Gulf Coast box turtles can live in a range of habitats within their variety. They frequently venture into shallow water to eat insects and amphibian larvae. As with other North American box turtles, Gulf Coast box turtles hibernate when it is colder, but in warmer parts of their range, they may not require to sleep. They are discovered along the Gulf Coast area from western Florida to eastern Texas.
- Name: Gulf coast box turtle Terrapene Carolina major
- Size: Up to 7 inches long
- Life expectancy: In the wild, up to 100 years; in captivity in between 30 or 40 years
Habits and Temperament of the Gulf Coast Box Turtle
The Gulf Coast box turtle is more massive than other box turtles, with a domed shell that is typically dark brown or black, with few markings. Radiating yellow markings might be discovered on juveniles; however these often disappear in adults.
Males typically have red irises and longer, thicker tails than the females. Also, the plastron is in some cases concave in males and flatter in females.
These turtles are shy and do not like to be dealt with. In captivity, as in the wild, they require a lot of places to hide, and routine direct exposure to unfiltered sunlight to ensure they stay healthy.
Housing the Gulf Coast Box Turtle
While it is possible to keep Gulf Coast box turtles (specifically hatchlings and juveniles) in a large indoor terrarium (most aquariums are too small), they do much better in outside enclosures where the climate is acceptable.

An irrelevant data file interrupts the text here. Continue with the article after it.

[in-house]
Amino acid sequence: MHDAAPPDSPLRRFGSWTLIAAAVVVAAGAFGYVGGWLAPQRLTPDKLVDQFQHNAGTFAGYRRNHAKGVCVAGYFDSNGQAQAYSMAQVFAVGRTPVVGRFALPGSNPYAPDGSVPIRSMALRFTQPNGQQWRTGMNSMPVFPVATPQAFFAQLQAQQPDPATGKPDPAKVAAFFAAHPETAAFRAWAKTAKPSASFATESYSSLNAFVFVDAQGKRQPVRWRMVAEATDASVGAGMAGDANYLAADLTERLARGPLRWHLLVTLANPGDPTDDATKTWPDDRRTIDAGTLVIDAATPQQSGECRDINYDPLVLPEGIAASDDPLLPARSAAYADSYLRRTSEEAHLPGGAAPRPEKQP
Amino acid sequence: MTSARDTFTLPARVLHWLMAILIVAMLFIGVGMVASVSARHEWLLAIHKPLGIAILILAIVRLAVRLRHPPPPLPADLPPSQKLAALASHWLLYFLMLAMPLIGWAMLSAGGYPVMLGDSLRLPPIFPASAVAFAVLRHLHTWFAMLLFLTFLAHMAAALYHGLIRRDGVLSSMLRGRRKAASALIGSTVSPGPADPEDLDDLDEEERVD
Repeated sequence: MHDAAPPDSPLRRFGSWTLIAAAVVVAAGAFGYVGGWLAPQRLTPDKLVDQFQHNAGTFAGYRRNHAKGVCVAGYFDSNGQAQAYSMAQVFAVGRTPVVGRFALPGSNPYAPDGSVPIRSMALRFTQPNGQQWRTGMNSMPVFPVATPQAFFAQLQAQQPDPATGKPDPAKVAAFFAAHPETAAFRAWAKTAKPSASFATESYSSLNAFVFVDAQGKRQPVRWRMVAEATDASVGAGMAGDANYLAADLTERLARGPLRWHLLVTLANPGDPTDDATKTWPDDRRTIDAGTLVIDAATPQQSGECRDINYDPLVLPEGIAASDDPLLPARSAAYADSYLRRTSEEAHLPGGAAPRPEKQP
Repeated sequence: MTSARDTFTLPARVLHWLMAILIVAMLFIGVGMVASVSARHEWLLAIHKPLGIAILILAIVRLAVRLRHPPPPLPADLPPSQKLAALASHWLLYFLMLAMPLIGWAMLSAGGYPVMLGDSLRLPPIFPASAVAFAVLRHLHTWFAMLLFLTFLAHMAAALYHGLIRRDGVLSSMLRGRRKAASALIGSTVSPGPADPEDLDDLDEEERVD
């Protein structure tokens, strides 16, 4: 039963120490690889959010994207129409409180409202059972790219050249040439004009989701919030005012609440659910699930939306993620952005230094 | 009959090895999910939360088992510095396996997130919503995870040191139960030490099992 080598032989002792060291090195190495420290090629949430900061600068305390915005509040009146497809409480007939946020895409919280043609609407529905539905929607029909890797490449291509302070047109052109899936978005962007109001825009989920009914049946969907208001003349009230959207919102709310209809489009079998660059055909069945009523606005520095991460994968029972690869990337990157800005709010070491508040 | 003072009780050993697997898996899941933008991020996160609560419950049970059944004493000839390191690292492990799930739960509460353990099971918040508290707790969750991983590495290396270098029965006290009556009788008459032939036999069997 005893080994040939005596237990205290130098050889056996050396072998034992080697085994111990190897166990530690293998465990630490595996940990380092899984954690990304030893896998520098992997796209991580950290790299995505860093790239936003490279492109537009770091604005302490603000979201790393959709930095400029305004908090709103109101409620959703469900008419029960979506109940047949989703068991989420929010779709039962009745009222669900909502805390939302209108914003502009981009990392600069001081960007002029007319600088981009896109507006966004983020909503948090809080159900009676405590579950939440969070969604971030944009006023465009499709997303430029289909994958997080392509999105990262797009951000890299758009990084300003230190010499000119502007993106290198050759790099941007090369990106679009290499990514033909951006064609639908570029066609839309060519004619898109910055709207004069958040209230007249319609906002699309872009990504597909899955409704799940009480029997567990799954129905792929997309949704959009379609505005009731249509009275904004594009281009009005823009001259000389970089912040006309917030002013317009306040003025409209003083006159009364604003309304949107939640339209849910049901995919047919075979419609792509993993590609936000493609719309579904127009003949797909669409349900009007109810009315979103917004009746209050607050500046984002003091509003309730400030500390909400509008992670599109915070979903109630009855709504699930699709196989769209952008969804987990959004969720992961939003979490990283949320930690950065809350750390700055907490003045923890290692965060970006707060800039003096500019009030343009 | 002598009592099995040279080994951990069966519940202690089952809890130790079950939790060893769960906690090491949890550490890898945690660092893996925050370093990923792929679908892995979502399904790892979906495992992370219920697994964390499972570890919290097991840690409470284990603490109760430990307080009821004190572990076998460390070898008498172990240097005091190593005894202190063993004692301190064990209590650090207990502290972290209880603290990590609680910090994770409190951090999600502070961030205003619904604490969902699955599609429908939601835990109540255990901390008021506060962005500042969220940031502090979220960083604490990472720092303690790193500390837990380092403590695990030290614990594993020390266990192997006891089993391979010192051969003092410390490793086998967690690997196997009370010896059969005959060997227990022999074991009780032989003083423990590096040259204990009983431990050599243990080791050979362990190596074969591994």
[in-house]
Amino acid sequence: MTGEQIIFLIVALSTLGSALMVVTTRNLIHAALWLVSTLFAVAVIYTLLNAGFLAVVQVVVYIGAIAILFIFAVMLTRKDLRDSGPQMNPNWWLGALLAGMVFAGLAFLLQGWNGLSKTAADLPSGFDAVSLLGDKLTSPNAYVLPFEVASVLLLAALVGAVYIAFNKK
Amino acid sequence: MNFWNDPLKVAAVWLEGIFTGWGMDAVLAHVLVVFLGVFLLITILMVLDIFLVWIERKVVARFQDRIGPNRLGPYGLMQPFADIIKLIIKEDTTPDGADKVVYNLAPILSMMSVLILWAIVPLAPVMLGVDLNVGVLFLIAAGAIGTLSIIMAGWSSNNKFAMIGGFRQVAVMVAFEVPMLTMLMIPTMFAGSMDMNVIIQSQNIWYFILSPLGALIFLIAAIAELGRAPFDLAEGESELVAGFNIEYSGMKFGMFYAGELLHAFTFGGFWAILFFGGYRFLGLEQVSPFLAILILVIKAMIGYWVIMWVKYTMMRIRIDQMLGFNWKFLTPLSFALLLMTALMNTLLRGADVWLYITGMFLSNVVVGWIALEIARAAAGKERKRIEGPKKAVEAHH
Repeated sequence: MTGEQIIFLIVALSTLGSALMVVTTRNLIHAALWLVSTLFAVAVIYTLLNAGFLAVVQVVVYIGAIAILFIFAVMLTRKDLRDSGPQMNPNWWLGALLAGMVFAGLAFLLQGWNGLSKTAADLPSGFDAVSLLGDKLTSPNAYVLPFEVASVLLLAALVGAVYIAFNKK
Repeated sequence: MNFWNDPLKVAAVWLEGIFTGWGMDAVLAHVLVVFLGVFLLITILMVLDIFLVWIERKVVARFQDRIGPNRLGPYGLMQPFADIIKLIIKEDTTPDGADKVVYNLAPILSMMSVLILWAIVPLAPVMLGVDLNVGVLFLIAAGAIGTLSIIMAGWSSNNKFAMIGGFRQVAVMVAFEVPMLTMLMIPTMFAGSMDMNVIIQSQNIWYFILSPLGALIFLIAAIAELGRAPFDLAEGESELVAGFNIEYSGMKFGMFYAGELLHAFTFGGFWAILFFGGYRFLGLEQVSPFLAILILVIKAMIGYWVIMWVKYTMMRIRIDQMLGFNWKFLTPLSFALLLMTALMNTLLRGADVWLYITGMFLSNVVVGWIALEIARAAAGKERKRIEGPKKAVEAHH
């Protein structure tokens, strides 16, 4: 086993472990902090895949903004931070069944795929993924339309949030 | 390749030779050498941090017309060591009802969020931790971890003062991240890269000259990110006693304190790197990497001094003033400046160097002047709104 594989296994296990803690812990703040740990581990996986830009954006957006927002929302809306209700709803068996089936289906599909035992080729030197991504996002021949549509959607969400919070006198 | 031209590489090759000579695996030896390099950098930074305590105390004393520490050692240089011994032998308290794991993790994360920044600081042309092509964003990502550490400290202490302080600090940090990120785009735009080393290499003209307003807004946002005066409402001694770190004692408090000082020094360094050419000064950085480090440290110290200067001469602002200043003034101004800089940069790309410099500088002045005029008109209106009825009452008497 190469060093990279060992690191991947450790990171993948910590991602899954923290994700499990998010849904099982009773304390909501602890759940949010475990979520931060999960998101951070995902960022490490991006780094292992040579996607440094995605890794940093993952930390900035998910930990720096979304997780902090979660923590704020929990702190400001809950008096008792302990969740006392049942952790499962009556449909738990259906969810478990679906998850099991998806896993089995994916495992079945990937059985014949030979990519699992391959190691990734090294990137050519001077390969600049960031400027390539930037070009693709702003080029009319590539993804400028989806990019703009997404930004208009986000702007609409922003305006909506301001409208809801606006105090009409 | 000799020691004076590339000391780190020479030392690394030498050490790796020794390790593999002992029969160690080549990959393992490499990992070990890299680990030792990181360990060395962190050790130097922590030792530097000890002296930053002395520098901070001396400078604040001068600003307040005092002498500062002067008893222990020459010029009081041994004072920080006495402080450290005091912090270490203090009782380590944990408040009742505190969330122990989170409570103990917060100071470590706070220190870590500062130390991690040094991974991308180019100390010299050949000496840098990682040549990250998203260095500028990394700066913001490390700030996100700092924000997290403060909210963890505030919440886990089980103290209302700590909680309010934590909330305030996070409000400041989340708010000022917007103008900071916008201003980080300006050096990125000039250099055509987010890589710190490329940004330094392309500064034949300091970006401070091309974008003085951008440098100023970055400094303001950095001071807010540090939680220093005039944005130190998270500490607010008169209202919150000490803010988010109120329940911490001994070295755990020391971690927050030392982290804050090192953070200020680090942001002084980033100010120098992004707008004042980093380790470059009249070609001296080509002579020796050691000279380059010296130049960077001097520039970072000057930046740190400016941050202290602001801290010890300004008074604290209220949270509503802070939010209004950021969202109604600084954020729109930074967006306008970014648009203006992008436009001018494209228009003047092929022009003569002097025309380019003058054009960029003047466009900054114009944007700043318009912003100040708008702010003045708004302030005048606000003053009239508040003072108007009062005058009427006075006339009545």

Many professionals recommend a minimum of 4 feet by 8 feet for a box turtle’s pen, especially if you have multiple turtles or it is a full-time home. A smaller pen will be sufficient if the area is limited, but avoid going below 4 feet by 4 feet. If a box turtle feels confined, it might get stressed, which could trigger health problems.
Ideally, your box turtle’s enclosure will remain in a warm place. While you desire your turtle to get lots of late mornings and early afternoon sun, make sure there are dubious areas also.
Many box turtles are burrowers, so consider making your pen escape-proof, with the side walls of the structure buried deep into the ground. It’s best to develop the enclosure out of strong product; if the turtle does not see what’s outside its cages, it’s less likely to try to climb or burrow out to get there.
Concrete paving stones put on the ground around the border of the enclosure might assist discourage digging.
If you’re keeping your Gulf coast box turtle inside your home, a terrarium with a heat source is the way to go. You’ll want to get a UVB discharging reptile light and provide a basking spot with temperature levels between 85 and 88 degrees. Night time temperature levels should not drop below 70 degrees.
You likewise must offer an easily available shallow pan of clean water at all times, and routinely mist their pen or run a sprinkler for added humidity.
What Does Gulf Coast Box Turtle Eat?
Adult Gulf Coast box turtles are omnivores and require a varied diet. Their diet needs to have to do with 40 percent vegetables, fruit, and grasses, with the rest comprised of low-fat protein sources such as earthworms, slugs, snails, mealworms, crickets, grasshoppers and little fish. Hatchlings and juvenile turtles are more hungry than adult turtles, so bear in mind your turtle’s age when preparing its meals.